This is my first participation with T-SQL Tuesday, so hopefully my article will add to the discussion and get you thinking about how you hire or how you think about hiring.
I am on a mailing list that quite funnily enough only a couple of days ago the question around hiring came up. So with Boris Hristov invitation (@BorisHristov), I figured this would be a good time for me to put my first #tsql2sday article.
Like many of you reading this article I have been in quite a few interviews, and maybe this may give you a couple of different angles of approach for the next time you need to go to market to get your next SQL Server professional.
How do you know you are ready to hire? What is the driving factor for you to go to market? These are are a couple of the questions that I feel need to be considered when you hit this point in time. A couple of driving factors that can cause you to need to go to market might be:
- A current employee moving on
- An increase workloads needing extra staff
- You have reached the point that you do need a SQL Professional
- Starting a new project that requires SQL Server experience
Like a lot of questions they can lead you to more questions and these should lead you to thinking about further questions. All of these questions are helping you identify and put together your requirements that your candidate needs to posses and bring to your company or project. Some of the questions you may now be thinking of are:
What skill level do I need? (Junior, Intermediate, Senior)
What is the position for? (BI, DBA, Developer, Combination)
What versions are to be known?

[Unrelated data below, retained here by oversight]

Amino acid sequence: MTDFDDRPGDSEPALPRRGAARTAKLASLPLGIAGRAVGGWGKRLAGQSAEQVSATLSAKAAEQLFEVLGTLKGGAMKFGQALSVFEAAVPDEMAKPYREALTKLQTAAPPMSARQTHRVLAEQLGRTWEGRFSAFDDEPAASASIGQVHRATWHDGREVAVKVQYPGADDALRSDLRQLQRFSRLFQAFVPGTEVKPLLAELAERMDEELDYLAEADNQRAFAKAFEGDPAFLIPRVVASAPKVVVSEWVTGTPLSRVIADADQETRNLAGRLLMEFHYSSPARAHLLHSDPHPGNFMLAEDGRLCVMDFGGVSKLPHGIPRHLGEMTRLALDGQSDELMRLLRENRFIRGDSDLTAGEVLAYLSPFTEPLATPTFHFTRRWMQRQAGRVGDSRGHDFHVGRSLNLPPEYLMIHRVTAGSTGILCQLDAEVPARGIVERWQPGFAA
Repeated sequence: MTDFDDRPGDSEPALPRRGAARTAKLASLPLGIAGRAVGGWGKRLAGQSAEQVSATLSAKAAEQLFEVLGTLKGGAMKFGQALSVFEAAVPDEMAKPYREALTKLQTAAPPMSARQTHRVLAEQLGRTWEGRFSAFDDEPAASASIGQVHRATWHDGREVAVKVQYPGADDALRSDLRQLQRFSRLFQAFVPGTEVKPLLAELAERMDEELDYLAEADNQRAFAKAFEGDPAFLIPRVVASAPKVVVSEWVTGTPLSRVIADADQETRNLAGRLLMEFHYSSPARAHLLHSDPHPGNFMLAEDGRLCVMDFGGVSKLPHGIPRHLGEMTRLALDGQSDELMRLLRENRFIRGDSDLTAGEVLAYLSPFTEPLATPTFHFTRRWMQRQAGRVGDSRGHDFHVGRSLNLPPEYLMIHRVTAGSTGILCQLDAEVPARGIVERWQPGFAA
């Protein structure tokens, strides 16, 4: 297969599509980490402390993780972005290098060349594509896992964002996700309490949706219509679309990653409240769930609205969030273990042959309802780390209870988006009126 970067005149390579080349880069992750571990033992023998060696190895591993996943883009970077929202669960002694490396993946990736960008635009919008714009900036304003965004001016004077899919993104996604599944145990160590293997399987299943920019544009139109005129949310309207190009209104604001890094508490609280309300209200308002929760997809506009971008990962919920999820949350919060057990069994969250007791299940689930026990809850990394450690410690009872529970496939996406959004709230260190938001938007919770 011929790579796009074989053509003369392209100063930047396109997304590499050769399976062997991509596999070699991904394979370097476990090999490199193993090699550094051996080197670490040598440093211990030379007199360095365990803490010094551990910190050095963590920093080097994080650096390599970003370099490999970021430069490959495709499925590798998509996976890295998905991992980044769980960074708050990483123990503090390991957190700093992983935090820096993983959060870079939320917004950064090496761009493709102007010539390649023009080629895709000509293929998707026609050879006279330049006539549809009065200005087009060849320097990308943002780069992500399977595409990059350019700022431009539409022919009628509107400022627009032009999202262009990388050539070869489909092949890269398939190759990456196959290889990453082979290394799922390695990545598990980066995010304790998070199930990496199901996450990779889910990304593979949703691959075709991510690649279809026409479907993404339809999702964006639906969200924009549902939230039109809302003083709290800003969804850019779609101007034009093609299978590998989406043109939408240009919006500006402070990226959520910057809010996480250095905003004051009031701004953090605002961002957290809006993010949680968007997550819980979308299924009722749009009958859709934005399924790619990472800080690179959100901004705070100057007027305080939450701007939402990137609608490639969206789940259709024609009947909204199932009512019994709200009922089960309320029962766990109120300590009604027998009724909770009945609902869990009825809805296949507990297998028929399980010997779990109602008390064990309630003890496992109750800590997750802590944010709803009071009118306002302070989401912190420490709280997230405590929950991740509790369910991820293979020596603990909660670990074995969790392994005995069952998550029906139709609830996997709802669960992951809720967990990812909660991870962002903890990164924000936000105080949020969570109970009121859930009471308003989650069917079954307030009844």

What potential vendor tools are used?
Employment type? (Contract, FTE)
Now that you have more an idea on your requirements you are closer to being able to start the hiring process. At this point in time I have been through a number of varying situations when it came to interviews. Everyone knows that interviews can be daunting for candidates and sometimes during the interview process the candidate is so nervous that they come across as not being a good fit for the position. This is another factor you need to look at with regards to the type of position you are looking to fill. Some of the Interview scenarios I have been in are:
Meet & Greet over beer in the pub
Initial telephone screening interviews
Formal review board interviews
Online technical exam interview (Pre-screening)
Casual chat over coffee
Job offers with no interviews
The type of interview style I believe comes down to the style of position being hired for, your own technical knowledge, your position in regards to the position being hired & and the actual candidate being interviewed. For example a Job offer without an interview comes from experience and reputation. This would not likely to be used for a junior position.
Regardless of the skill level you are looking for, you more than likely want to have some questions to help you gauge the candidates ability not only technically, but also how they are going to fit into your team or company.
I hope that this has led you to start thinking a little differently to your approach to tackling this task in any upcoming hiring scenarios.